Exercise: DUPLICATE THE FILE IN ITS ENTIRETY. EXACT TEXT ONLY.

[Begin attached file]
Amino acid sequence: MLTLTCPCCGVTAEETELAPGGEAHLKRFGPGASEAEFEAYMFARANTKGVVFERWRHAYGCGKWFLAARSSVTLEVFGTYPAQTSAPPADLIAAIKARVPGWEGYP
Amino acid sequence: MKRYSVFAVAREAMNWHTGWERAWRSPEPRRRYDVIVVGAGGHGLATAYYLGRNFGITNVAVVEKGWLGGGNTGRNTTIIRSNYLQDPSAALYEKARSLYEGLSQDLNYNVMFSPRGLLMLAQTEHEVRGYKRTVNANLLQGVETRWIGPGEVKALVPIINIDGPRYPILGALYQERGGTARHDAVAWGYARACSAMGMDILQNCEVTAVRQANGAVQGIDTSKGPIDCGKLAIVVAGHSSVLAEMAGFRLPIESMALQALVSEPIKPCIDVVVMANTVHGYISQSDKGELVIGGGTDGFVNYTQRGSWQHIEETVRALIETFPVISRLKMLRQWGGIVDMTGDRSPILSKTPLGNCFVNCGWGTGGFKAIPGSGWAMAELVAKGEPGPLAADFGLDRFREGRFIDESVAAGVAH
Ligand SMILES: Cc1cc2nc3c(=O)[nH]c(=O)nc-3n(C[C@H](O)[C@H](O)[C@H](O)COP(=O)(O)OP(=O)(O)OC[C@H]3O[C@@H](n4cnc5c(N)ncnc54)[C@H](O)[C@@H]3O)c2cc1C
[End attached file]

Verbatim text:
Amino acid sequence: MLTLTCPCCGVTAEETELAPGGEAHLKRFGPGASEAEFEAYMFARANTKGVVFERWRHAYGCGKWFLAARSSVTLEVFGTYPAQTSAPPADLIAAIKARVPGWEGYP
Amino acid sequence: MKRYSVFAVAREAMNWHTGWERAWRSPEPRRRYDVIVVGAGGHGLATAYYLGRNFGITNVAVVEKGWLGGGNTGRNTTIIRSNYLQDPSAALYEKARSLYEGLSQDLNYNVMFSPRGLLMLAQTEHEVRGYKRTVNANLLQGVETRWIGPGEVKALVPIINIDGPRYPILGALYQERGGTARHDAVAWGYARACSAMGMDILQNCEVTAVRQANGAVQGIDTSKGPIDCGKLAIVVAGHSSVLAEMAGFRLPIESMALQALVSEPIKPCIDVVVMANTVHGYISQSDKGELVIGGGTDGFVNYTQRGSWQHIEETVRALIETFPVISRLKMLRQWGGIVDMTGDRSPILSKTPLGNCFVNCGWGTGGFKAIPGSGWAMAELVAKGEPGPLAADFGLDRFREGRFIDESVAAGVAH
Ligand SMILES: Cc1cc2nc3c(=O)[nH]c(=O)nc-3n(C[C@H](O)[C@H](O)[C@H](O)COP(=O)(O)OP(=O)(O)OC[C@H]3O[C@@H](n4cnc5c(N)ncnc54)[C@H](O)[C@@H]3O)c2cc1C